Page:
By Zachary Stieber
The Department of Justice on Monday unveiled a proposed rule that regulations for rifles apply to pistols that are equipped with certain stabilizing braces.
The rule states that the Bureau of Alcohol, Tobacco, Firearms and Explosives should on a case-by-case basis determine whether a particular gun, when configured with a stabilizing brace, “bears the objective features of a firearm designed and intended to be fired from the shoulder and is thus subject to the NFA,” the National Firearms Act.
“The use of a purported ‘stabilizing brace’ cannot be a tool to circumvent the NFA (or the GCA) and the prohibition on the unregistered possession of ‘short-barreled rifles,’” the proposed rule says. GCA stands for the Gun Control Act of 1968. Stabilizing braces are used to bolster the stability and accuracy of guns.
The proposed rule was published in the Federal Register. Members of the public will have 90 days to submit comments.
Also on Monday, the Department of Justice published model legislation that it says will make it easier for states to create laws governing risk protection orders. Such orders, sometimes known as red flag laws, and which a number of states have begun to allow in recent years, authorize courts to temporarily bar people from owning or accessing firearms.
Family members or others can petition a court to bar the access by asserting a person’s possession or receipt of a gun will post a danger or risk to themselves or others. Courts review the application before deciding whether to bar the person from owning or receiving guns.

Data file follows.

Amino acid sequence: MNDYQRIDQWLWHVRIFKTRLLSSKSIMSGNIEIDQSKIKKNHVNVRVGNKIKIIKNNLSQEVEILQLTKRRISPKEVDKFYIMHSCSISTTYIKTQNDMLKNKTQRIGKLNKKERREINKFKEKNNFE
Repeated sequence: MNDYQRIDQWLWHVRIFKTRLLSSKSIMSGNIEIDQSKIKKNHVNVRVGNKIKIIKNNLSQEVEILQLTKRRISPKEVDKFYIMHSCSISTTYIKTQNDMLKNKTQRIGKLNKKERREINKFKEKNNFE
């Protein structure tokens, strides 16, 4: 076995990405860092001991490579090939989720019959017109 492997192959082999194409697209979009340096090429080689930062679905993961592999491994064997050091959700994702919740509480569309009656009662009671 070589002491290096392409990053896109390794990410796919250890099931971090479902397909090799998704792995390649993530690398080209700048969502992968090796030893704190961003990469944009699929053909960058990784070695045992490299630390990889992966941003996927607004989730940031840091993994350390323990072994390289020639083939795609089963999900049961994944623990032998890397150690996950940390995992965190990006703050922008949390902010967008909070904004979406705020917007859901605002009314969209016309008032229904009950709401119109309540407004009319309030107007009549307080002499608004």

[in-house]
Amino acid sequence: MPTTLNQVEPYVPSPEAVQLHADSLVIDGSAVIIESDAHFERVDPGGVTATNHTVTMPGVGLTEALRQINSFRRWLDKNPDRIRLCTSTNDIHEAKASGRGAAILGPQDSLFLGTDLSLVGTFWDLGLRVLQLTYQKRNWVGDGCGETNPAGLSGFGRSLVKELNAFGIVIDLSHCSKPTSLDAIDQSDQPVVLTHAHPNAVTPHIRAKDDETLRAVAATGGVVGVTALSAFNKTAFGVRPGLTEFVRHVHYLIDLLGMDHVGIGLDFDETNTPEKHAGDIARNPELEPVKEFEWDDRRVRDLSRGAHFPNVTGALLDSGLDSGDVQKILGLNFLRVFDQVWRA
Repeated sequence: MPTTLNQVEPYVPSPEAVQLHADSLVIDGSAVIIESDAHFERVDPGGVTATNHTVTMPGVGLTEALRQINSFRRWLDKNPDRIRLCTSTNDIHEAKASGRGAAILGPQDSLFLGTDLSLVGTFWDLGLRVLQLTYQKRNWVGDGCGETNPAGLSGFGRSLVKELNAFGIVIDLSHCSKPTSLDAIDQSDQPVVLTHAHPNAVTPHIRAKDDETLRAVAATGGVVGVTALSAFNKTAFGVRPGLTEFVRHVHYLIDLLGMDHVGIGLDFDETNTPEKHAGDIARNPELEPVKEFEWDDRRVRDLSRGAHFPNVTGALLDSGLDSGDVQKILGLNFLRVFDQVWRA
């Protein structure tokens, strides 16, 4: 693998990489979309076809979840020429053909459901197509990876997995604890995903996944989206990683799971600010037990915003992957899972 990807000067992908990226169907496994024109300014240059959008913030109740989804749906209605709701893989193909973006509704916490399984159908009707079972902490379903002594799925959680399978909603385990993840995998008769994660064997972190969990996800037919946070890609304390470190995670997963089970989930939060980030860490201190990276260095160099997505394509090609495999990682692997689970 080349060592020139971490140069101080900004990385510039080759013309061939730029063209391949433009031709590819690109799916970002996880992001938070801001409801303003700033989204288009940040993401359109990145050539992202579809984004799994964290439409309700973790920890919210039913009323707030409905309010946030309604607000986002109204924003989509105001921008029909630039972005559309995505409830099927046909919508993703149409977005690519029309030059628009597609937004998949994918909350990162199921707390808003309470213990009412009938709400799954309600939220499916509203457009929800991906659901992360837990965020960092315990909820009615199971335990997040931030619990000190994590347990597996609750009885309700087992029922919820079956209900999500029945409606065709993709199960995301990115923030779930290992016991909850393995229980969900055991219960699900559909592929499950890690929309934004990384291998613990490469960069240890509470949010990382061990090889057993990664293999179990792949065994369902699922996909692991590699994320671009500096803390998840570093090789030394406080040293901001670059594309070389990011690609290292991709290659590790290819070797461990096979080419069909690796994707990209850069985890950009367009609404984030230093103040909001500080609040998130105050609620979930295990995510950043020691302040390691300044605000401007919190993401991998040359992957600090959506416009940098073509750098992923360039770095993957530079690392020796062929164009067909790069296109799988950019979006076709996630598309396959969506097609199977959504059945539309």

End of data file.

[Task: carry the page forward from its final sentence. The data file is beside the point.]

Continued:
“The Justice Department is determined to take concrete steps to reduce the tragic toll of gun violence in our communities,” Attorney General Merrick Garland said in a statement. “Today we continue to deliver on our promise to help save lives while protecting the rights of law-abiding Americans. We welcome the opportunity to work with communities in the weeks and months ahead in our shared commitment to end gun violence.”
Mark Olivia, director of public affairs for the National Shooting Sports Foundation (NSSF), a trade group for the gun industry, told The Epoch Times in an email that NSSF “will examine the proposed rule and seek input from our members, including firearm manufacturers.”
The foundation will provide public comment on behalf of the firearm industry at the appropriate time, he added.
The proposed order and model legislation was crafted in response to a directive from President Joe Biden in April. Biden, a Democrat who entered office in January, at the time decried the number of shootings in America and said that the actions he wants to take do not impinge on the Second Amendment.
The Gun Owners of America, a gun owners group, previously said that Biden’s proposals were unconstitutional.
“Joe Biden knows he cannot beat gun owners in Congress, so instead he’s abusing his executive authority—throwing the FULL WEIGHT of the federal bureaucracy behind his attack on gun owners,” Erich Pratt, the group’s senior vice president, told members in an alert.
Biden and other Democrats have tried to enact new gun ownership restrictions in Congress but face Republican opposition. Republicans largely favor other ways to bring down the number of shootings, such as increasing budgets for law enforcement.
Democrats cheered the Biden administration’s moves, including Sen. Richard Blumenthal (D-Conn.), who called the “solid steps” that show Biden’s “consistent commitment to stopping gun violence.”
However, “new laws are necessary, not just executive initiatives,” he added in a statement.
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